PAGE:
- Wednesday, 30 October 2013 10:44
In a 55 minute presentation Father Robert Barron takes a keen review and analysis of Gaudium et Spes for the 5oth anniversary of Vatican II.
The Benedictine monks of Saint Procopius Abbey (Lisle, IL) and Benedictine University have offered several presentations to help us understand the importance of the key documents promulgated at the Second Vatican Council.
Father Barron is the author and host of the critically acclaimed Catholicism series. Barron is trained in theology. His full time ministry as a priest of the Archdiocese of Chicago is to serve at the President/Rector of Mundelein Seminary.
- Sunday, 28 April 2013 09:14
In a recent article for the Our Sunday Visitor newspaper, Father Robert takes up the concept of the religious sense that Father Giussani taught, and that Cardinal Jorge Bergoglio –now Pope Francis spoke about. Shortly after the papal election I posted the chapter that Father Barron references in his article noted below, from A Generative Thought: An Introduction to the Works of Luigi Giussani (2003), where Bergoglio writes about our need to educate our religious sense and how Giussani influenced him in his method of dealing with ultimate questions.
You may read that chapter here that’s noted in a previous post on Communio.
Here is a paragraph of Barron’s OSV article. The full text is accessed here.
Part of Msgr. Giussani’s genius, Cardinal Bergoglio argued, was that he did not often commence his discourse with explicitly dogmatic or doctrinal language, but rather with an awakening of the often implicit religious sensibility that every person possesses. This sensibility expresses itself in terms of the most fundamental questions: What is my ultimate origin? What is my final destiny? Is there a meaning or logic that runs through the universe? Why, precisely, is there something rather than nothing? These interrogations lead ineluctably to God, for God alone can answer them.
Father Robert Barron
OSV Newsweekly, 5 May 2013
- Wednesday, 20 March 2013 11:13
The answer to this question will not be in its final form for a long time. The papacy only ended a few weeks ago. Historians will have to look at several things before they will be able to reflect back with greater precision that a video or a blog commentary can provide in 2013. There are several things that Pope Benedict’s 8 year reign that give good indicators as to what we engage with in the years ahead. Many more intelligent than I have thought this question through, but Father Robert Barron of the Archdiocese of Chicago has made a good first attempt when he posits that Benedict will be remembered for:
1. being able to give a more authentic interpretative key to the Second Vatican Council; that is, naming the true mission of the Church;
2. being able to present the objective truth of the faith as taught by the Church these 2 thousand years with the clear awareness that the truth is about the Divine Love lived in joy; this is often called affirmative orthodoxy: the big ‘yes’ vs. the fat ‘no’;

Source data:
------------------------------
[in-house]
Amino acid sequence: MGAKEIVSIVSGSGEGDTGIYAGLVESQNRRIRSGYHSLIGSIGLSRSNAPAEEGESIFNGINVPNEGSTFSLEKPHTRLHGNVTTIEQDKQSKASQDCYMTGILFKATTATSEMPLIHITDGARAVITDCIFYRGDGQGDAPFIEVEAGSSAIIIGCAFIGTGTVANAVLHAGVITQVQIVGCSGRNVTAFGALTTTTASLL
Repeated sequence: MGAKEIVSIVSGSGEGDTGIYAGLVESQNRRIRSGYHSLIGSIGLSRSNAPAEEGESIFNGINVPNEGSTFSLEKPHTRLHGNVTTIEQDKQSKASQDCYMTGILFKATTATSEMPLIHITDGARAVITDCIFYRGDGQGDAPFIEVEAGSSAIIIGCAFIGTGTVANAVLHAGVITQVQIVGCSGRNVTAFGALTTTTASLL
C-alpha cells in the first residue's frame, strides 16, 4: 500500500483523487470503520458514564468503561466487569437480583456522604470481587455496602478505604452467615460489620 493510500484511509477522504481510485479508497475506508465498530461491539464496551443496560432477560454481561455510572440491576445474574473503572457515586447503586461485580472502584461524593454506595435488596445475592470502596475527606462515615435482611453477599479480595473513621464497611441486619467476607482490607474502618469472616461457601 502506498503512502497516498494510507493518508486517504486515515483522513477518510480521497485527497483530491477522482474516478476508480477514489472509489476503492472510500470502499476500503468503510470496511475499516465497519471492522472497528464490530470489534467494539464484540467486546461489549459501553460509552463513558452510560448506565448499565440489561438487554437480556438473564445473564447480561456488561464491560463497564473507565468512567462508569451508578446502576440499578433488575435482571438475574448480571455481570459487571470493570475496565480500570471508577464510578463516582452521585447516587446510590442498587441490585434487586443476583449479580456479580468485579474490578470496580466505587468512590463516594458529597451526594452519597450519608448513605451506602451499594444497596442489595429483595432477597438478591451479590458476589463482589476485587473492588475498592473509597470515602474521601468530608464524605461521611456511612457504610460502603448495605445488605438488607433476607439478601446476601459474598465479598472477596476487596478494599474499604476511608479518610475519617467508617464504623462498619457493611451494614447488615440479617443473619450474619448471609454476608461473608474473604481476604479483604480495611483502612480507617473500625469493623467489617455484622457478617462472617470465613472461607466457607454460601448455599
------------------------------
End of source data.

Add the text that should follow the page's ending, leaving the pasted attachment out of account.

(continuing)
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- Thursday, 02 February 2012 21:42
One of the blogs I read with some frequency is the blog, Domine, da mihi hanc aqua!, written by a Dominican Friar of the Province of Saint Martin de Porres, Father Philip Neri Powell. I recommend it, after reading the Communio blog. His blog post for today provides a good examination for. Tonight, people came to the parish to watch the second video of Father Robert Barron’s “Catholicism” project. In many ways what the friar says below and what Father Baron did in the video cohere. Read Father Philip wrote (in part) and watch “Catholicism.”
The Catechism teaches us that “the Word became flesh for us in order to  save us by reconciling us with God. . . so that thus we might know God’s love. . . to be our model of holiness. . . to make us ‘partakers of the divine nature'”(457-60). Let’s break this down even further. Since we are alienated from God by our sin and God wills that we be reconciled with Him, our sins must be expunged, washed away. With the birth, death, and resurrection of the Christ, our sins are forgiven. For God’s forgiveness to take hold in our lives, we must receive His forgiveness as a gift–an unmerited grace, freely given. When we receive His forgiveness as a gift, we come to know the Father’s love; that is, His love is made manifest, given another body and soul–our own. With a body and soul brimming with the Father’s love, we begin a life of holiness, a life set apart from the world while living in the world. A life of holiness looks, sounds, and feels like the life that Jesus himself led: a life of mercy, sacrifice, love, perseverance, and courage. Living such a life–steeping ourselves in God’s enduring love–trains us to participate more fully in His divine nature, making us both human and divine, and perfectly so in His presence.
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